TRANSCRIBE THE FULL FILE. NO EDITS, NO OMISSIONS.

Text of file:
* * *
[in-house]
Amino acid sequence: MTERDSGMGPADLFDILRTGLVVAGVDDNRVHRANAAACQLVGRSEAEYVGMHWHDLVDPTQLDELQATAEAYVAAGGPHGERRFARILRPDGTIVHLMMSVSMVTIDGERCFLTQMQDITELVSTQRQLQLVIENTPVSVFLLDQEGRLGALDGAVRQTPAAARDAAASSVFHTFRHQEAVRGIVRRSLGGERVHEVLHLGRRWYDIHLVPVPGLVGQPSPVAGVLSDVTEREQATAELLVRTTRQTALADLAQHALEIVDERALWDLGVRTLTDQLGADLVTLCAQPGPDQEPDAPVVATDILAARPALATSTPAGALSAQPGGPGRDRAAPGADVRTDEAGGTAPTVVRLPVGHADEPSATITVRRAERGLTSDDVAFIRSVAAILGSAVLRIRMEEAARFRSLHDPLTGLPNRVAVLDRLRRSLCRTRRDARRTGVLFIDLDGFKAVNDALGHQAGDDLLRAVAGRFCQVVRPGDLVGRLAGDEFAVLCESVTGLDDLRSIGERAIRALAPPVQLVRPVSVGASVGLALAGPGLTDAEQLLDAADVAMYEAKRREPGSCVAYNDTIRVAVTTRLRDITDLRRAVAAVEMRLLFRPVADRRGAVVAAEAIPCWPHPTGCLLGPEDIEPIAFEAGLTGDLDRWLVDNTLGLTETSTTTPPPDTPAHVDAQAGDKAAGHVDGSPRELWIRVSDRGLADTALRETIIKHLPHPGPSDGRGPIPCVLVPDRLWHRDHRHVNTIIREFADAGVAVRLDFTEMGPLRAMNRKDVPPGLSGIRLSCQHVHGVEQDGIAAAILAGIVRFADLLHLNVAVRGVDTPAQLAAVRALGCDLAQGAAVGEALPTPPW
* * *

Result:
[in-house]
Amino acid sequence: MTERDSGMGPADLFDILRTGLVVAGVDDNRVHRANAAACQLVGRSEAEYVGMHWHDLVDPTQLDELQATAEAYVAAGGPHGERRFARILRPDGTIVHLMMSVSMVTIDGERCFLTQMQDITELVSTQRQLQLVIENTPVSVFLLDQEGRLGALDGAVRQTPAAARDAAASSVFHTFRHQEAVRGIVRRSLGGERVHEVLHLGRRWYDIHLVPVPGLVGQPSPVAGVLSDVTEREQATAELLVRTTRQTALADLAQHALEIVDERALWDLGVRTLTDQLGADLVTLCAQPGPDQEPDAPVVATDILAARPALATSTPAGALSAQPGGPGRDRAAPGADVRTDEAGGTAPTVVRLPVGHADEPSATITVRRAERGLTSDDVAFIRSVAAILGSAVLRIRMEEAARFRSLHDPLTGLPNRVAVLDRLRRSLCRTRRDARRTGVLFIDLDGFKAVNDALGHQAGDDLLRAVAGRFCQVVRPGDLVGRLAGDEFAVLCESVTGLDDLRSIGERAIRALAPPVQLVRPVSVGASVGLALAGPGLTDAEQLLDAADVAMYEAKRREPGSCVAYNDTIRVAVTTRLRDITDLRRAVAAVEMRLLFRPVADRRGAVVAAEAIPCWPHPTGCLLGPEDIEPIAFEAGLTGDLDRWLVDNTLGLTETSTTTPPPDTPAHVDAQAGDKAAGHVDGSPRELWIRVSDRGLADTALRETIIKHLPHPGPSDGRGPIPCVLVPDRLWHRDHRHVNTIIREFADAGVAVRLDFTEMGPLRAMNRKDVPPGLSGIRLSCQHVHGVEQDGIAAAILAGIVRFADLLHLNVAVRGVDTPAQLAAVRALGCDLAQGAAVGEALPTPPW